In 1961, when Israel denounced a speech by South African Foreign Minister Eric Louw at the UN, a sharp retort came from the South African Prime Minister, Hendrik Verwoerd: "Israel is not consistent in its new anti-apartheid attitude... they took the land away from the Arabs after the Arabs lived there for a thousand years. In that, I agree with them. Israel, like South Africa, is an apartheid state."

The conflict has led to the destruction of more than 330,000 Palestinian homes in Gaza. Photo: Reuters 

In the 1960s, Israel focused on establishing diplomatic ties with newly independent African countries, but most severed ties after the 1973 war.

Israel found a key ally in the racist regime of South Africa, culminating in the 1976 visit of John Vorster, the apartheid prime minister, marking the peak of their strategic alliance.

The common struggle

Both black South Africans and Palestinians shared a similar political trajectory during the 1950s and 1960s, highlighting the parallel nature of their struggles.

The armed resistance in the 1960s united both national liberation movements, a connection underscored by all South African leaders in its post-apartheid era.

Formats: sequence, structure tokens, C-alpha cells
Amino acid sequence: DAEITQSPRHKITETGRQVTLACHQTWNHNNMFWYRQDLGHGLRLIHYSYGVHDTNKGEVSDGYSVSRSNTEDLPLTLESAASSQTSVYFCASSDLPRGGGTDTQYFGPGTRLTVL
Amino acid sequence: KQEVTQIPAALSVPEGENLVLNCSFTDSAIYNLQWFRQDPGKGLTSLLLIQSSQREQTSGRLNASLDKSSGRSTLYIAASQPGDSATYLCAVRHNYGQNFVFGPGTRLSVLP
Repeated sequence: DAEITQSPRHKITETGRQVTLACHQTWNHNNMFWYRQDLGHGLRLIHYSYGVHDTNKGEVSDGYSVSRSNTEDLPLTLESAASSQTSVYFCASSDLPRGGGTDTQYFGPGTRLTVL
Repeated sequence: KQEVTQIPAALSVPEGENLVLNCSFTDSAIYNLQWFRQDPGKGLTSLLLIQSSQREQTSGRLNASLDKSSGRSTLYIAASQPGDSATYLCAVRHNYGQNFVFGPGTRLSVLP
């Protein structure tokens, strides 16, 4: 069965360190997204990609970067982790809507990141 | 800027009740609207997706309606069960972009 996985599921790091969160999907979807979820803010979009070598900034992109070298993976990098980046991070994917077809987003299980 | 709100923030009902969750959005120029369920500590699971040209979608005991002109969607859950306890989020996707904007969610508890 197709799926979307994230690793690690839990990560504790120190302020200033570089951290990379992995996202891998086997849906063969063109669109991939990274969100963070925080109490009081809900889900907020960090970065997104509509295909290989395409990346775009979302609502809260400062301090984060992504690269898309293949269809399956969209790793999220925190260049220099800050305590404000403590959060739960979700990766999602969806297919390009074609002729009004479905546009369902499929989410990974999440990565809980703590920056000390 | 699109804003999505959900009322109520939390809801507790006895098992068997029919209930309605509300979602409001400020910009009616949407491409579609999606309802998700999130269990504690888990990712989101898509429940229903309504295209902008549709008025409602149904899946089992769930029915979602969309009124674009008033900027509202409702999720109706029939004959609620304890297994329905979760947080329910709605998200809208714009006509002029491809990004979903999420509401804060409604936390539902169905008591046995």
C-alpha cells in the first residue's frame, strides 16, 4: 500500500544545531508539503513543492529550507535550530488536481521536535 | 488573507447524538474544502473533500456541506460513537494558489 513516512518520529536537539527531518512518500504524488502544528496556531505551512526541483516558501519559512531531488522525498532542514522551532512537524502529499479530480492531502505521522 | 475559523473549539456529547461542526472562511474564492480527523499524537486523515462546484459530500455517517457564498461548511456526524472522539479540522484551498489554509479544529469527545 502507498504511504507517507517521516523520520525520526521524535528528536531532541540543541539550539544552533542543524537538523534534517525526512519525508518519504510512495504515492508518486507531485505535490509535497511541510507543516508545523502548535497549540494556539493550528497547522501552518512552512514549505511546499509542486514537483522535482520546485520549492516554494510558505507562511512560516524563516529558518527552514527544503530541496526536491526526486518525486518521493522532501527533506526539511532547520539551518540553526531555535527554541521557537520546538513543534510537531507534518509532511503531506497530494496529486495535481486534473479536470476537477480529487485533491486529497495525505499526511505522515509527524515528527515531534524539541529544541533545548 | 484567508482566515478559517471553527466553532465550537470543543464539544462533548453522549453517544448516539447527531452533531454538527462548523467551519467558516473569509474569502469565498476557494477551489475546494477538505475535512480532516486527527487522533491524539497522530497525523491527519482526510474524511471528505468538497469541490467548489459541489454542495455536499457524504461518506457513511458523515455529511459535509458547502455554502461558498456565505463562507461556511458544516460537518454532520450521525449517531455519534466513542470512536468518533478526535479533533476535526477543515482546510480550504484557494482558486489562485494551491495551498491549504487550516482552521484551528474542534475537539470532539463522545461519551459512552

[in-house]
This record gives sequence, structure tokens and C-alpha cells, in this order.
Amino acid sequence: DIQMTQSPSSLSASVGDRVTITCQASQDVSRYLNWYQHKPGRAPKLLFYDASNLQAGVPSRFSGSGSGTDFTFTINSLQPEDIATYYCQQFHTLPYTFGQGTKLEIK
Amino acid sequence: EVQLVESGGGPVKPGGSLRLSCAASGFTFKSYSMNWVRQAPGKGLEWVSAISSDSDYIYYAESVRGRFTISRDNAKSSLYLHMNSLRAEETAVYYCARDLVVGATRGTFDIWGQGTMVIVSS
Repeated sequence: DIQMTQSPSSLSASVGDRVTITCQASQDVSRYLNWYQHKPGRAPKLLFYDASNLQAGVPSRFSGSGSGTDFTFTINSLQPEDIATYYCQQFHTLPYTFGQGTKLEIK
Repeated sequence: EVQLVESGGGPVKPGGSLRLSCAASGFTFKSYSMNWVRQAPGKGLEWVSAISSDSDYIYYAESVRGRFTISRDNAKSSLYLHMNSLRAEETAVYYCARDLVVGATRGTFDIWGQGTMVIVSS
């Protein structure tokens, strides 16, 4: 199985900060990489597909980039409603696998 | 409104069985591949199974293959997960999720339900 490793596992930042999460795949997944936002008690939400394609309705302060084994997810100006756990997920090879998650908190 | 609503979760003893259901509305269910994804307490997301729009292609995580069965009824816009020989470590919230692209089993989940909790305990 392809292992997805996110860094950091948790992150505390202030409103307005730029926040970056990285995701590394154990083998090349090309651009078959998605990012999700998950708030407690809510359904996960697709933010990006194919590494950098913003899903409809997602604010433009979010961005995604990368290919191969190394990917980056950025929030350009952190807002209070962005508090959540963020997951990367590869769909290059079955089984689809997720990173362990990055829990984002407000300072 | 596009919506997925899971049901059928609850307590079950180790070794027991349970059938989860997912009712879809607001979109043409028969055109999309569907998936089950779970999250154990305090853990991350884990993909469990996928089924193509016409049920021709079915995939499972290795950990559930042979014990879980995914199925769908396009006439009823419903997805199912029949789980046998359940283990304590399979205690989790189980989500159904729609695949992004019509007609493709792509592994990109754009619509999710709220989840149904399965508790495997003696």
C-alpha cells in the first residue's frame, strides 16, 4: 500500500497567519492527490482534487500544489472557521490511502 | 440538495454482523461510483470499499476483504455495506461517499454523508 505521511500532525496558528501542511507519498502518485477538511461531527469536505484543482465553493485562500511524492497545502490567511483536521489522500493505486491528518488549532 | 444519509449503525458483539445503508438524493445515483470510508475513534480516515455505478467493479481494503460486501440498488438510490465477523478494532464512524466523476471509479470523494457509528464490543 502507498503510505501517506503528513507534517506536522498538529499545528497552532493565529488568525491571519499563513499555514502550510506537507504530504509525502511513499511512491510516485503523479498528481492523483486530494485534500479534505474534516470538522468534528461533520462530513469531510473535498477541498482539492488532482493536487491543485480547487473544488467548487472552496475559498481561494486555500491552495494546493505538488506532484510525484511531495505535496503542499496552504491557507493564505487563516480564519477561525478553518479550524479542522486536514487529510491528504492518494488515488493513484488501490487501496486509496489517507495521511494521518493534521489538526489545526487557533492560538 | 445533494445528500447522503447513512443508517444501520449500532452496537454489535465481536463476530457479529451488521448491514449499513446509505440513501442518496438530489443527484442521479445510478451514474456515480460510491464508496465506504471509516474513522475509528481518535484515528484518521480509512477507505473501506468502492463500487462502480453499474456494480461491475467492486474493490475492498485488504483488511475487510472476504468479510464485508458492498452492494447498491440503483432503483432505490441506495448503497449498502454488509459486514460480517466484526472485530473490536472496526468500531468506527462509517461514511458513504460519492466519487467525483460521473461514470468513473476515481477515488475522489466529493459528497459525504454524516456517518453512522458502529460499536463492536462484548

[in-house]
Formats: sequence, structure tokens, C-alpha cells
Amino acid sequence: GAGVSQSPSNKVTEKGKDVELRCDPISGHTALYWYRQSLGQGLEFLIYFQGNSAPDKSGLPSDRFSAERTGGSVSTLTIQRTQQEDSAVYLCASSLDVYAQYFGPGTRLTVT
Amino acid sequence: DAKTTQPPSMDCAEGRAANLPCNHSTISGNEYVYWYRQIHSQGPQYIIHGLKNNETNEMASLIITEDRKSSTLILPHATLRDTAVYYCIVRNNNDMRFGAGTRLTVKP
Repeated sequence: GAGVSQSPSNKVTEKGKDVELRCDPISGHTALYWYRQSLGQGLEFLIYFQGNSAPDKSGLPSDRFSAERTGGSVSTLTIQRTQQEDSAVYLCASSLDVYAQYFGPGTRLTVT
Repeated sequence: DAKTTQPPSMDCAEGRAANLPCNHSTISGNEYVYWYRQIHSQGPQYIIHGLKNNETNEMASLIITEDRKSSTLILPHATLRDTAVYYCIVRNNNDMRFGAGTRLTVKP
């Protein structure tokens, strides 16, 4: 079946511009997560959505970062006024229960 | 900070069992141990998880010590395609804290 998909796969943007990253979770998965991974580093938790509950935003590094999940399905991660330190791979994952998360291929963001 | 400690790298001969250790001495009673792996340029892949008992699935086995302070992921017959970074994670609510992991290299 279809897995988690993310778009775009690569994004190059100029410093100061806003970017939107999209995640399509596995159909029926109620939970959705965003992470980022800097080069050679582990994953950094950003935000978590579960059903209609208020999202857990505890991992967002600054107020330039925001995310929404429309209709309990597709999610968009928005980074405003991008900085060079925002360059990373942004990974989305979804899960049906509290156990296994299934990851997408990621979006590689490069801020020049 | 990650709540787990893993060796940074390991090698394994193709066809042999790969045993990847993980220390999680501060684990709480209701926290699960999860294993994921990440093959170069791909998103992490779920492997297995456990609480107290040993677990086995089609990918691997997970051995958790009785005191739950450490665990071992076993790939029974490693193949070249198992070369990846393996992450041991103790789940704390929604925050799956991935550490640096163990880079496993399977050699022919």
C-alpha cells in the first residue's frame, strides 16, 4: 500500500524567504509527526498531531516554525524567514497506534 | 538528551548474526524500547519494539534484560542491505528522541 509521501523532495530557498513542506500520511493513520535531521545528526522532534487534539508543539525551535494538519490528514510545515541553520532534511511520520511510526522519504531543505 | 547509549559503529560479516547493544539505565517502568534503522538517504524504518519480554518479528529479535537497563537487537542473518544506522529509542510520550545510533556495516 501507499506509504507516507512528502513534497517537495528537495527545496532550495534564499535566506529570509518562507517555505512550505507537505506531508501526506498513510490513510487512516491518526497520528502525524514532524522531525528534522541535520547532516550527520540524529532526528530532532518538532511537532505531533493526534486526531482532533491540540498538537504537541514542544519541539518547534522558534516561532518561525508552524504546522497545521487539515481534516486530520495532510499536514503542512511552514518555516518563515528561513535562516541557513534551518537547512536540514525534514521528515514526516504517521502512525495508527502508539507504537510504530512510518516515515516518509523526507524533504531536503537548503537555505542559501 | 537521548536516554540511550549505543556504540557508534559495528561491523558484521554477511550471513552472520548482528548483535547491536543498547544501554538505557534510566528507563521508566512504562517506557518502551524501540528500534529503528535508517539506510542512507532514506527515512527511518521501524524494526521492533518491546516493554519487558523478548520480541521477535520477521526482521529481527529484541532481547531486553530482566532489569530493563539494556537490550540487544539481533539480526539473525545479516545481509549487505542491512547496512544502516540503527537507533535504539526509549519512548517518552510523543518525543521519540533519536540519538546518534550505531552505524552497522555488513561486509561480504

Even today, approximately two decades after the end of apartheid, South Africa views itself as a global symbol of self-determination.

The suffering of Palestinians under Israeli occupation is consistently likened to the challenges faced by black South Africans during apartheid. Prominent figures draw this comparison whenever discussing Israeli policies of occupation and segregation in the West Bank and Gaza.

In doing so, they echo the sentiments shared by most of their people and many African countries toward the West. The nations that once supported and protected the apartheid regime in South Africa are now the same ones providing support to Israel.

Both Israel and apartheid South Africa asserted to represent "Western civilisation and democracy" in troubled regions filled with adversaries.

Judging by past cases, such as Gambia versus Myanmar on the Rohingya ordeal and Ukraine versus Russia regarding their ongoing war, one might conclude that a final verdict from the International Court of Justice (ICJ) could be delayed or not fully respected, as seen in the case against Russia.

However, the mere application itself serves as a protest, highlighting the potential for public hearings and media coverage as a cry against the injustices embedded in the United Nations voting system and the unwavering support Israel receives.

It also reveals that the memories of colonialism and apartheid persist, with the Palestinian people still suffering from these practices, though few come to their defence.

The author, Omar Abdel-Razek, is a sociologist and former editor at BBC Arabic. He lives and works in London.

Disclaimer: The views expressed by the author do not necessarily reflect the opinions, viewpoints and editorial policies of TRT Afrika.